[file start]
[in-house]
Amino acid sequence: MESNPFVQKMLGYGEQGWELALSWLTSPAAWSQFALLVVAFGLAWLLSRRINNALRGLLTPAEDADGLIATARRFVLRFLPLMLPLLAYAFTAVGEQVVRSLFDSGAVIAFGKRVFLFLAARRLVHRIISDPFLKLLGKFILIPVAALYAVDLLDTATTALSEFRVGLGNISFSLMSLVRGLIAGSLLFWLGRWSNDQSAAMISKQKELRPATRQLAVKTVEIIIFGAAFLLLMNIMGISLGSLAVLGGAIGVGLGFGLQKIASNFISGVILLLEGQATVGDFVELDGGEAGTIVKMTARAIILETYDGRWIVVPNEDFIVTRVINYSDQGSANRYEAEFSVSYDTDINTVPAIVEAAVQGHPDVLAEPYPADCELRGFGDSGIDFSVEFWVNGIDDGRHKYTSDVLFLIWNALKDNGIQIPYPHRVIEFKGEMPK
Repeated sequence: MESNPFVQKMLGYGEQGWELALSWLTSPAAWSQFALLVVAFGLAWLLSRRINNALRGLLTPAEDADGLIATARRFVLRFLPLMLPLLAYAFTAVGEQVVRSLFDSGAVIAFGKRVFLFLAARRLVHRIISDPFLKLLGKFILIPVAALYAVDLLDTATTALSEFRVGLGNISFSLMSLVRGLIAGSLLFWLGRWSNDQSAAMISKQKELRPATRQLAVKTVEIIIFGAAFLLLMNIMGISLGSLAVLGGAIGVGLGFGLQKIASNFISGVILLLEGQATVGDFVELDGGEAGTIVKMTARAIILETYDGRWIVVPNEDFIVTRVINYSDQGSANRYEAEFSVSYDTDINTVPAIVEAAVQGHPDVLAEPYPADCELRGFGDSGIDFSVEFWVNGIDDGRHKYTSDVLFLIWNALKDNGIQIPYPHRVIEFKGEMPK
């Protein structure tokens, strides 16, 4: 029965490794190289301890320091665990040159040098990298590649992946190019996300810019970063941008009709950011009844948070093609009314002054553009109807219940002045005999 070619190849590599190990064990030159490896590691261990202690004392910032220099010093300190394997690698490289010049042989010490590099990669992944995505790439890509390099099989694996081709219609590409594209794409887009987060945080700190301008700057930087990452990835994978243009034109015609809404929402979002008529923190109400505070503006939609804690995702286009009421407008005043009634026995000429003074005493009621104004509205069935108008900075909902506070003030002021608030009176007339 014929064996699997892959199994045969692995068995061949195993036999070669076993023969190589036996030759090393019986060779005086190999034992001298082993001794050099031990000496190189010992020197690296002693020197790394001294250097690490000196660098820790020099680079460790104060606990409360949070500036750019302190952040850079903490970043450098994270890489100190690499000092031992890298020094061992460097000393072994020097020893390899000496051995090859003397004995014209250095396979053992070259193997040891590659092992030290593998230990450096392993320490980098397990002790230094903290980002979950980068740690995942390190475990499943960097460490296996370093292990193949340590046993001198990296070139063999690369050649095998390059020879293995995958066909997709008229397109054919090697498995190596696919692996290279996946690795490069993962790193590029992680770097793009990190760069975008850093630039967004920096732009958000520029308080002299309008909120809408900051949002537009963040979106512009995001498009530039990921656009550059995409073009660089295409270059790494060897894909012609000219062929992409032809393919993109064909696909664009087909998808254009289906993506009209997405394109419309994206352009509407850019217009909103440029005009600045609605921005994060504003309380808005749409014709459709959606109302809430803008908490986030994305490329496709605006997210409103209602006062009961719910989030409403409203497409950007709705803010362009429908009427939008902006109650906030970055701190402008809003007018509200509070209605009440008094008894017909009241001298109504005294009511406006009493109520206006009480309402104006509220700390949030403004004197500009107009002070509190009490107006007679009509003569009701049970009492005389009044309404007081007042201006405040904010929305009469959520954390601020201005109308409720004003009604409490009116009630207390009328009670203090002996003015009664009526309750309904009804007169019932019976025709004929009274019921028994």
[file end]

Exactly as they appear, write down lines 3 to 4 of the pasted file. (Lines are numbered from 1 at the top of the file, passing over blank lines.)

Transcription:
Repeated sequence: MESNPFVQKMLGYGEQGWELALSWLTSPAAWSQFALLVVAFGLAWLLSRRINNALRGLLTPAEDADGLIATARRFVLRFLPLMLPLLAYAFTAVGEQVVRSLFDSGAVIAFGKRVFLFLAARRLVHRIISDPFLKLLGKFILIPVAALYAVDLLDTATTALSEFRVGLGNISFSLMSLVRGLIAGSLLFWLGRWSNDQSAAMISKQKELRPATRQLAVKTVEIIIFGAAFLLLMNIMGISLGSLAVLGGAIGVGLGFGLQKIASNFISGVILLLEGQATVGDFVELDGGEAGTIVKMTARAIILETYDGRWIVVPNEDFIVTRVINYSDQGSANRYEAEFSVSYDTDINTVPAIVEAAVQGHPDVLAEPYPADCELRGFGDSGIDFSVEFWVNGIDDGRHKYTSDVLFLIWNALKDNGIQIPYPHRVIEFKGEMPK
């Protein structure tokens, strides 16, 4: 029965490794190289301890320091665990040159040098990298590649992946190019996300810019970063941008009709950011009844948070093609009314002054553009109807219940002045005999 070619190849590599190990064990030159490896590691261990202690004392910032220099010093300190394997690698490289010049042989010490590099990669992944995505790439890509390099099989694996081709219609590409594209794409887009987060945080700190301008700057930087990452990835994978243009034109015609809404929402979002008529923190109400505070503006939609804690995702286009009421407008005043009634026995000429003074005493009621104004509205069935108008900075909902506070003030002021608030009176007339 014929064996699997892959199994045969692995068995061949195993036999070669076993023969190589036996030759090393019986060779005086190999034992001298082993001794050099031990000496190189010992020197690296002693020197790394001294250097690490000196660098820790020099680079460790104060606990409360949070500036750019302190952040850079903490970043450098994270890489100190690499000092031992890298020094061992460097000393072994020097020893390899000496051995090859003397004995014209250095396979053992070259193997040891590659092992030290593998230990450096392993320490980098397990002790230094903290980002979950980068740690995942390190475990499943960097460490296996370093292990193949340590046993001198990296070139063999690369050649095998390059020879293995995958066909997709008229397109054919090697498995190596696919692996290279996946690795490069993962790193590029992680770097793009990190760069975008850093630039967004920096732009958000520029308080002299309008909120809408900051949002537009963040979106512009995001498009530039990921656009550059995409073009660089295409270059790494060897894909012609000219062929992409032809393919993109064909696909664009087909998808254009289906993506009209997405394109419309994206352009509407850019217009909103440029005009600045609605921005994060504003309380808005749409014709459709959606109302809430803008908490986030994305490329496709605006997210409103209602006062009961719910989030409403409203497409950007709705803010362009429908009427939008902006109650906030970055701190402008809003007018509200509070209605009440008094008894017909009241001298109504005294009511406006009493109520206006009480309402104006509220700390949030403004004197500009107009002070509190009490107006007679009509003569009701049970009492005389009044309404007081007042201006405040904010929305009469959520954390601020201005109308409720004003009604409490009116009630207390009328009670203090002996003015009664009526309750309904009804007169019932019976025709004929009274019921028994």